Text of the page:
Initially, I was very excited about the prospect of allowing the import of ancestry.com DNA data into Opus 23. After all, they use the same Illumina technology as 23andMe (although 23andMe apparently have their own unique chip.) Initial testing was promising. Like 23andMe, Ancestry supplies raw data in a basic tab-delineated text file. It’s in a slightly different format, but there as no problem parsing it. In fact Ancestry offered several possible advantages over 23andMe.
It retails for $99 USD, which used to be what 23andMe charged, until they were cleared by the FDA to supply some very basic health insight data, at which time they hiked the price of the test up to an almost extortionate $199 USD, because now they can tell you what color eye you might have and whether your earwax is soft or hard.
Ancestry SNPs are all reported with the ‘rs’ number. In order to cross-reference SNPs in any of the bioinformatics databases, we need their official id number, which is, as per dbSNP, referenced as ‘rs[the id number]’. For example the SNP main SNPs (C677T and A1298C) for the MTHFR gene are rs1801133 and rs1801131. 23andme uses a lot of internal SNP ids, which they prefix with an ‘i’. The internal references usually do indicate SNPs that otherwise have rs id numbers, and if you are dogged enough, you can usually get the proper rs id for an internal SNP, but they don’t make it easy.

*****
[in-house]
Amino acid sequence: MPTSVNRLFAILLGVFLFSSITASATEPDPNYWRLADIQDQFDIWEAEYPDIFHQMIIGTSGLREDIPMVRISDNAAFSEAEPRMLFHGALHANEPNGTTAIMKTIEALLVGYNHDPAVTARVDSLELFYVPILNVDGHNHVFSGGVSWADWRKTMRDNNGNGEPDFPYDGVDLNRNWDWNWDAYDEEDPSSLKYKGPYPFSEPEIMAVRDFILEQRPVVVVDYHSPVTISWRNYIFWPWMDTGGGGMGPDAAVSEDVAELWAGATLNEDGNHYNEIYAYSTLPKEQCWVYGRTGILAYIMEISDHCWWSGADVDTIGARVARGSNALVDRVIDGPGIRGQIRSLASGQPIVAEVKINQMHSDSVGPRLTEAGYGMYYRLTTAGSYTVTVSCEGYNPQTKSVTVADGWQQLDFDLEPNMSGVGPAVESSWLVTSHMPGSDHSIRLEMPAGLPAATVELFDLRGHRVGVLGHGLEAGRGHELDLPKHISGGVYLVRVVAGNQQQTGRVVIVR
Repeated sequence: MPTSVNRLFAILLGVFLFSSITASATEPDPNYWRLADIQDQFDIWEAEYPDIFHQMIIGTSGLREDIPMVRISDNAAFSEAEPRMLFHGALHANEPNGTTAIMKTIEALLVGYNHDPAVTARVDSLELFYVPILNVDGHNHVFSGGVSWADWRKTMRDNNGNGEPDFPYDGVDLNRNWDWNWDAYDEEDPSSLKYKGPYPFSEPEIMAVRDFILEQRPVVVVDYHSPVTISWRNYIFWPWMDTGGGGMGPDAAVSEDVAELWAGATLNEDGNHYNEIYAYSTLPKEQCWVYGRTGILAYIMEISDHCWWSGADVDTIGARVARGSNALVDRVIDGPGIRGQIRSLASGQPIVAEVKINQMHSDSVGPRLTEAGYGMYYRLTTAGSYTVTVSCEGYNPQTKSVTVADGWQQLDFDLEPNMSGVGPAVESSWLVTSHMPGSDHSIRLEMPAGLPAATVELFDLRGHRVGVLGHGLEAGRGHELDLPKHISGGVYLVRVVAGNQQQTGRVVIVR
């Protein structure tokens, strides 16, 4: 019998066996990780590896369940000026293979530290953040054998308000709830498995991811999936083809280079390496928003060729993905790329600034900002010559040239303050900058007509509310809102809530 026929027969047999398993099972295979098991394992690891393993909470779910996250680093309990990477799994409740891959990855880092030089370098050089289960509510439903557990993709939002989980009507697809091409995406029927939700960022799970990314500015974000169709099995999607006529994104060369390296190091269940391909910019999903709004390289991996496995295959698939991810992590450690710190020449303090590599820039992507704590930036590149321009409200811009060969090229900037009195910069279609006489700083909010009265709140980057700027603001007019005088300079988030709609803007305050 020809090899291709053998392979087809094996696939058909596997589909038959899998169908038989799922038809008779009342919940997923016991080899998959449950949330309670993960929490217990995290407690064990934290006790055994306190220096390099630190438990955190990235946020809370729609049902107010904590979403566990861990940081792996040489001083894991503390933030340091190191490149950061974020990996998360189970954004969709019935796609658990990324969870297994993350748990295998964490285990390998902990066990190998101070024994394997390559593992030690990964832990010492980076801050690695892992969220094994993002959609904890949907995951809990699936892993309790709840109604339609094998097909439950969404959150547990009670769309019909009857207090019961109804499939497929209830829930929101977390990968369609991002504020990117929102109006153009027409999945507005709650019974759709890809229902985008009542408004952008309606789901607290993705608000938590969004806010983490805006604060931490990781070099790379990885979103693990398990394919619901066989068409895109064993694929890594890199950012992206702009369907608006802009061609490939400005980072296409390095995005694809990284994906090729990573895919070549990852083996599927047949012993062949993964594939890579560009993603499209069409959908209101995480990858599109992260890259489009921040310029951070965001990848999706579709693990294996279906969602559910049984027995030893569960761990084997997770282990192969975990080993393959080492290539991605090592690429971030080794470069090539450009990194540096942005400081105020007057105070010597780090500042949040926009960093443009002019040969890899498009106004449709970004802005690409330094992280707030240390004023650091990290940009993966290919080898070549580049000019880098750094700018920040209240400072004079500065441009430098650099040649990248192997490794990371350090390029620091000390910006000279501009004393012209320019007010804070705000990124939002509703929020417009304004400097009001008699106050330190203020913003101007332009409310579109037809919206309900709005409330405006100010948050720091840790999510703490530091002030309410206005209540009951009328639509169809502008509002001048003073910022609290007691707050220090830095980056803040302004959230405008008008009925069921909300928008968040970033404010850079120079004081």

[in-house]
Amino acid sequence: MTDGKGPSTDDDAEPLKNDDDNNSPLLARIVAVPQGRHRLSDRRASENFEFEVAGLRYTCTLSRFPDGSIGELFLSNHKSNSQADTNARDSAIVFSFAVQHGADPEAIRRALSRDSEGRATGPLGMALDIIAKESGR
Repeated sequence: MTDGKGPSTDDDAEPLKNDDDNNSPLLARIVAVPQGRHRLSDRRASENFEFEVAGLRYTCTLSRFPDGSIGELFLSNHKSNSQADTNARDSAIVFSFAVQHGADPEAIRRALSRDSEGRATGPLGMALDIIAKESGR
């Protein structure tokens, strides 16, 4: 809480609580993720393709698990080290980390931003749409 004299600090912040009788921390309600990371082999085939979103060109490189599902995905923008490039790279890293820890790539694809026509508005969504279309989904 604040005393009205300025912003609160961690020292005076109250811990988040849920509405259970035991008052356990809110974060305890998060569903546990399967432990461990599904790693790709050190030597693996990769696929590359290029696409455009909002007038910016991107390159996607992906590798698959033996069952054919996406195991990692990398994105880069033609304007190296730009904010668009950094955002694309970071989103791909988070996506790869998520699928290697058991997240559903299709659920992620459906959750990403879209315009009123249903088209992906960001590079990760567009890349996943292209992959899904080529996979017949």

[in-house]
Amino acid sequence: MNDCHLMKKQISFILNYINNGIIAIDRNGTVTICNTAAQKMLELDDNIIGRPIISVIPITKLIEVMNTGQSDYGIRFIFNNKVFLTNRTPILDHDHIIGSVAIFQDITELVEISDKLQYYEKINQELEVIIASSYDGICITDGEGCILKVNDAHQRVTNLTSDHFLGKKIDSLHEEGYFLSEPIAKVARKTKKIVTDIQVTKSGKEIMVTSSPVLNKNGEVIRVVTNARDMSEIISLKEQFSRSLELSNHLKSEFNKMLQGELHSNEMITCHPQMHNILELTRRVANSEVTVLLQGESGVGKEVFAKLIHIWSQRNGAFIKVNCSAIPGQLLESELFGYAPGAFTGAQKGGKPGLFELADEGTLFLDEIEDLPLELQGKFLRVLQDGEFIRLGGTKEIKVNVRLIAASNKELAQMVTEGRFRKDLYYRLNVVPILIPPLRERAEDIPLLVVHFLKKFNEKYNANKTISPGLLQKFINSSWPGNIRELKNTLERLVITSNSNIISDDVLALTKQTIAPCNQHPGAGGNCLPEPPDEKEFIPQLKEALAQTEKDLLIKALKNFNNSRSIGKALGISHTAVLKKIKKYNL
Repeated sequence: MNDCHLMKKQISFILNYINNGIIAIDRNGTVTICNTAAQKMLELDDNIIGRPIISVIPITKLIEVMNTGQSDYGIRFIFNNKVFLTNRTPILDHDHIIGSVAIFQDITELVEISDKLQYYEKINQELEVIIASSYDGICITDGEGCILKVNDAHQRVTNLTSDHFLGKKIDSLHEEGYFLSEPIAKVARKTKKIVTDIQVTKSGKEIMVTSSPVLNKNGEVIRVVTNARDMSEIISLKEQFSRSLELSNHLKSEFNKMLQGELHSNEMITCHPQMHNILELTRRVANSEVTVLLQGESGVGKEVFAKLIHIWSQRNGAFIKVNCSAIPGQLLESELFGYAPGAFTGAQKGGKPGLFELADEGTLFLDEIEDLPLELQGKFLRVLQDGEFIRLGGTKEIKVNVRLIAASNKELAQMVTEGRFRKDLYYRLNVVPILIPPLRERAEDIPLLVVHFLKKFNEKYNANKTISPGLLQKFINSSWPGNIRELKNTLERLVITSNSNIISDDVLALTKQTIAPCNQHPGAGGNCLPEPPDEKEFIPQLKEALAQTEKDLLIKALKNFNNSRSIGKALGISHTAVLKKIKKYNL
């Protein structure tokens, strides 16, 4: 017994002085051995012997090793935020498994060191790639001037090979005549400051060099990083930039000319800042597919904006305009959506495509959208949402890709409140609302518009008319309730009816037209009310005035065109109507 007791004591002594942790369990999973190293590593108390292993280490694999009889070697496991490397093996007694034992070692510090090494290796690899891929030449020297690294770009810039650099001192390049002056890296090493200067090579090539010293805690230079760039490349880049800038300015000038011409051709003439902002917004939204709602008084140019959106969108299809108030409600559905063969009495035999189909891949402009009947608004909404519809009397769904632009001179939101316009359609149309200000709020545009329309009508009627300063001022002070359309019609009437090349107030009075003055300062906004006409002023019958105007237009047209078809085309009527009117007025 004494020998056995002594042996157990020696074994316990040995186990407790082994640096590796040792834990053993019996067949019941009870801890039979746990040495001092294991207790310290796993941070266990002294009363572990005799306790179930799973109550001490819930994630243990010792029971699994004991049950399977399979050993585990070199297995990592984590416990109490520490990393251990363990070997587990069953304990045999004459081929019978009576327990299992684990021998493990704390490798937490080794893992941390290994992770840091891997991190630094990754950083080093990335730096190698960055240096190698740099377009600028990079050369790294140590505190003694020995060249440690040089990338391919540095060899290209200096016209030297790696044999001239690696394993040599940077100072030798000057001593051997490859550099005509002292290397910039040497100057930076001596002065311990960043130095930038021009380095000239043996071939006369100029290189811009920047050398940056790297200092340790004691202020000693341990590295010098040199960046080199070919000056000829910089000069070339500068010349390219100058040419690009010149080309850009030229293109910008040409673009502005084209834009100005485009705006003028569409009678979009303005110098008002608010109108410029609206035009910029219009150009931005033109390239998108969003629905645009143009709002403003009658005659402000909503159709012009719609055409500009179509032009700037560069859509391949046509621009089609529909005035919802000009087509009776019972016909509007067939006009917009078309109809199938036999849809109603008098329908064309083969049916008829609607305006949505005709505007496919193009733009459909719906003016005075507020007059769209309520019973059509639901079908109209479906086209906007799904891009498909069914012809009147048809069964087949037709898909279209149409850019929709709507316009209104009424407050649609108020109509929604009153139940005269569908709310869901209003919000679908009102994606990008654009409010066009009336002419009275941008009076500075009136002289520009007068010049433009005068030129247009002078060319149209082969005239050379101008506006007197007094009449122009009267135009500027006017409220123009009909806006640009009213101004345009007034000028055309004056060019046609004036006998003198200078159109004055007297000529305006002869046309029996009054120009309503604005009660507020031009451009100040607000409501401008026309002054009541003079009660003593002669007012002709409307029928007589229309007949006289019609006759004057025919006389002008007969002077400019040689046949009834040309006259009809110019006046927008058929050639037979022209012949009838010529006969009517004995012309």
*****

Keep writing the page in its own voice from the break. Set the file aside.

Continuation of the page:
Problems arose when it occurred to me that it would be prudent to cross-compare the Ancestry and 23andMe SNPs with the basic Opus 23 curated SNP database. Opus 23 accesses several SNP databases, but its own internal database is the jewel in the crown, hand-curated by our developers with special reference to clinical utilization and nutrigenomics significance. So I wrote a simple Perl script to do the work.
The results were depressing, to say the least. Roughly 35-40% of the SNPs in the Opus curated database that are reported by 23andMe are not reported by Ancestry. And some of these are biggies, like the SNPs that control secretor status on FUT2. This leads me to believe that the Ancestry DNA analysis is skewed towards genealogy determination (perhaps not surprisingly) and not health outcomes.